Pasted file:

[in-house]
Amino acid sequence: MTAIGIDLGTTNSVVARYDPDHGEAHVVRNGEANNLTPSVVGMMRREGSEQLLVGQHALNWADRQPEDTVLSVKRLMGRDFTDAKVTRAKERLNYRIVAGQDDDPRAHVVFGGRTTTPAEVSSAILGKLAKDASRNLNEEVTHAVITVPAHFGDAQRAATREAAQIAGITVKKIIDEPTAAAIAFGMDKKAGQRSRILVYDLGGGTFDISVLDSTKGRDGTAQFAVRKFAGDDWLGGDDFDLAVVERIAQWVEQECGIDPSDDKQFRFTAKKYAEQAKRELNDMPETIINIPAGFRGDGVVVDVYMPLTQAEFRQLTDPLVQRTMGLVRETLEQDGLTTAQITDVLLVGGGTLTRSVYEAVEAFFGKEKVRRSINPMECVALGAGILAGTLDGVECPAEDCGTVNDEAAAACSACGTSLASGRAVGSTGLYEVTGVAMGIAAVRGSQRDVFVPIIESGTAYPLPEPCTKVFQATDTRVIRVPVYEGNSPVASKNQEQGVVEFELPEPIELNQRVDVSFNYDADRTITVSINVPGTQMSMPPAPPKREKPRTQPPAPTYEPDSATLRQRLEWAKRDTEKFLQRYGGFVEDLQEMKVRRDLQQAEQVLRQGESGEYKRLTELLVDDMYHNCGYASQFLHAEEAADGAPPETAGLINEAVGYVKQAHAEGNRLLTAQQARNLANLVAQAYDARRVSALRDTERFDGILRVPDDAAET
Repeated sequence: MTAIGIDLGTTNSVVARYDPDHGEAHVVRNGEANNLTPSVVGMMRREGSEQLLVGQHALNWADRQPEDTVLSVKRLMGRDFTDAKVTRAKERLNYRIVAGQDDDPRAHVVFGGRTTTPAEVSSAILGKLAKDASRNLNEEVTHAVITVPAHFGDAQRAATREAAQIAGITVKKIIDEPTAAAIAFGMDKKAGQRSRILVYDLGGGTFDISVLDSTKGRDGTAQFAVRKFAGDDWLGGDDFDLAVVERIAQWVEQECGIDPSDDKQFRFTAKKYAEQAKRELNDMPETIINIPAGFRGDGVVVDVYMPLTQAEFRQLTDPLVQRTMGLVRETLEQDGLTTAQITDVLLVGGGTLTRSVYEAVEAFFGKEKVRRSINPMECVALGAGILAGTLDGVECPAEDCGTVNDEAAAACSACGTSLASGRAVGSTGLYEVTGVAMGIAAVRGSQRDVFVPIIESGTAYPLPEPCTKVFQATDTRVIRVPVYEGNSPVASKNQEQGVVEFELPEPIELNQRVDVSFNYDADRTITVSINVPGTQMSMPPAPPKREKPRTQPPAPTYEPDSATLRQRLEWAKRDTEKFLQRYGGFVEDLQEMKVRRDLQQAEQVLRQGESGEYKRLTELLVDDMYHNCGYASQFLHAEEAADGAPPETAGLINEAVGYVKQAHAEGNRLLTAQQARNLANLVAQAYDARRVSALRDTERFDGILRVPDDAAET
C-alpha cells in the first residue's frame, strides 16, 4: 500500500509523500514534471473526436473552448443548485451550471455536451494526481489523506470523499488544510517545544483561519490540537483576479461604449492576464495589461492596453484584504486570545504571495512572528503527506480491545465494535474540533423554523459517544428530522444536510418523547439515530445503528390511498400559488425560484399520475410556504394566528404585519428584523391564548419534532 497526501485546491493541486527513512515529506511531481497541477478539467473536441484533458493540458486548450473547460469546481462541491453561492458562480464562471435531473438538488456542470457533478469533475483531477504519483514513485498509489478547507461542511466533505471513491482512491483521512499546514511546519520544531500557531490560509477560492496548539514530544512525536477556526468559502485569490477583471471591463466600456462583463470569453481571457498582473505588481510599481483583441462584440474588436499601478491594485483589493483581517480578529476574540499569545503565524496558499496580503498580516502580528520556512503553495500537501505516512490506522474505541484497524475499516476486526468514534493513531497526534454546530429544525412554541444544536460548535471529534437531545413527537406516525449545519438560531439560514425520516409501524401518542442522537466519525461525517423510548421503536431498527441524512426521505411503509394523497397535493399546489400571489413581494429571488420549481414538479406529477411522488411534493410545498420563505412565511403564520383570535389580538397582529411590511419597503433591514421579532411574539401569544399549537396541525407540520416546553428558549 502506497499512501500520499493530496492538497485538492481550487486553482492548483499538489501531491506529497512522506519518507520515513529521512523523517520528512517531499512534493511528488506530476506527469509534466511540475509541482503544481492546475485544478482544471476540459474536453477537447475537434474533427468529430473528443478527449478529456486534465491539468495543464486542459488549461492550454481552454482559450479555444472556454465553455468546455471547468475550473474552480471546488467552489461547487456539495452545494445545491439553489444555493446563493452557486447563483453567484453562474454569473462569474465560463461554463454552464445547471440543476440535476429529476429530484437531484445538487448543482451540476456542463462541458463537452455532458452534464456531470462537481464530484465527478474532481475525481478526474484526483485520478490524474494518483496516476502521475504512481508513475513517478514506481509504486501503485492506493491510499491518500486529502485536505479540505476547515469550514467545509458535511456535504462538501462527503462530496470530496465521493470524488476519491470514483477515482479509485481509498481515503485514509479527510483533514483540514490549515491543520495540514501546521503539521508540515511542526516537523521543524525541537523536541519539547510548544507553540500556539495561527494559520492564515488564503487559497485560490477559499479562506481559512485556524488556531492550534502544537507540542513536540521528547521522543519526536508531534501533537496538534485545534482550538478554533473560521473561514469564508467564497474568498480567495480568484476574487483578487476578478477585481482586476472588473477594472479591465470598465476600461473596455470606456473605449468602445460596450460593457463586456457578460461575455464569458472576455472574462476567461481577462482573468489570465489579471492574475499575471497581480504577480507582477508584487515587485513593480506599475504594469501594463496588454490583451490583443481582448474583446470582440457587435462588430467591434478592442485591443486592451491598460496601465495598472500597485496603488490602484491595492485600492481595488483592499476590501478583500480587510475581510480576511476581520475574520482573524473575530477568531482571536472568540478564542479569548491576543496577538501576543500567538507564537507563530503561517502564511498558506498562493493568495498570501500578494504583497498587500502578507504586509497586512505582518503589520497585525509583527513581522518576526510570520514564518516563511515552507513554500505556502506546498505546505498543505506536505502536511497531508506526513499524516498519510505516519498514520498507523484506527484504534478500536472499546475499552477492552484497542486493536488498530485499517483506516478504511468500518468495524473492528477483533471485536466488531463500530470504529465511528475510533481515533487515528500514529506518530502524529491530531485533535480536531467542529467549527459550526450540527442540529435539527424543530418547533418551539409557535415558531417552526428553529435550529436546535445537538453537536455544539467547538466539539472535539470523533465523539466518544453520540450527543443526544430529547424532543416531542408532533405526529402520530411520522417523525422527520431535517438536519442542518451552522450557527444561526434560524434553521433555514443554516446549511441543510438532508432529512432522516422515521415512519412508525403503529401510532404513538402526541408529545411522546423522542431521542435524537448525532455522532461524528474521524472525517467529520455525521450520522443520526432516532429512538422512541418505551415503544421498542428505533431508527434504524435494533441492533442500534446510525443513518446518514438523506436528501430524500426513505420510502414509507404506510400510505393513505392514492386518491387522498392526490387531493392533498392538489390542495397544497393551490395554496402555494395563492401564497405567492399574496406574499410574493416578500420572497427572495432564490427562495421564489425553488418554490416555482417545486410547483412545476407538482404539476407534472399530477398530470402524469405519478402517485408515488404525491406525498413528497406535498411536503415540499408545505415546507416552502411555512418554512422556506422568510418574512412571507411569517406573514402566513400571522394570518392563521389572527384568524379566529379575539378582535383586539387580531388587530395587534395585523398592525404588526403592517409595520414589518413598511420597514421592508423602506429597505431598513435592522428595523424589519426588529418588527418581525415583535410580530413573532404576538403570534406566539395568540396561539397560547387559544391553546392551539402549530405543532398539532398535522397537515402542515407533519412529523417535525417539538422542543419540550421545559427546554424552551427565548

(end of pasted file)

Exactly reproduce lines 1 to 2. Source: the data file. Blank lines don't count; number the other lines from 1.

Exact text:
[in-house]
Amino acid sequence: MTAIGIDLGTTNSVVARYDPDHGEAHVVRNGEANNLTPSVVGMMRREGSEQLLVGQHALNWADRQPEDTVLSVKRLMGRDFTDAKVTRAKERLNYRIVAGQDDDPRAHVVFGGRTTTPAEVSSAILGKLAKDASRNLNEEVTHAVITVPAHFGDAQRAATREAAQIAGITVKKIIDEPTAAAIAFGMDKKAGQRSRILVYDLGGGTFDISVLDSTKGRDGTAQFAVRKFAGDDWLGGDDFDLAVVERIAQWVEQECGIDPSDDKQFRFTAKKYAEQAKRELNDMPETIINIPAGFRGDGVVVDVYMPLTQAEFRQLTDPLVQRTMGLVRETLEQDGLTTAQITDVLLVGGGTLTRSVYEAVEAFFGKEKVRRSINPMECVALGAGILAGTLDGVECPAEDCGTVNDEAAAACSACGTSLASGRAVGSTGLYEVTGVAMGIAAVRGSQRDVFVPIIESGTAYPLPEPCTKVFQATDTRVIRVPVYEGNSPVASKNQEQGVVEFELPEPIELNQRVDVSFNYDADRTITVSINVPGTQMSMPPAPPKREKPRTQPPAPTYEPDSATLRQRLEWAKRDTEKFLQRYGGFVEDLQEMKVRRDLQQAEQVLRQGESGEYKRLTELLVDDMYHNCGYASQFLHAEEAADGAPPETAGLINEAVGYVKQAHAEGNRLLTAQQARNLANLVAQAYDARRVSALRDTERFDGILRVPDDAAET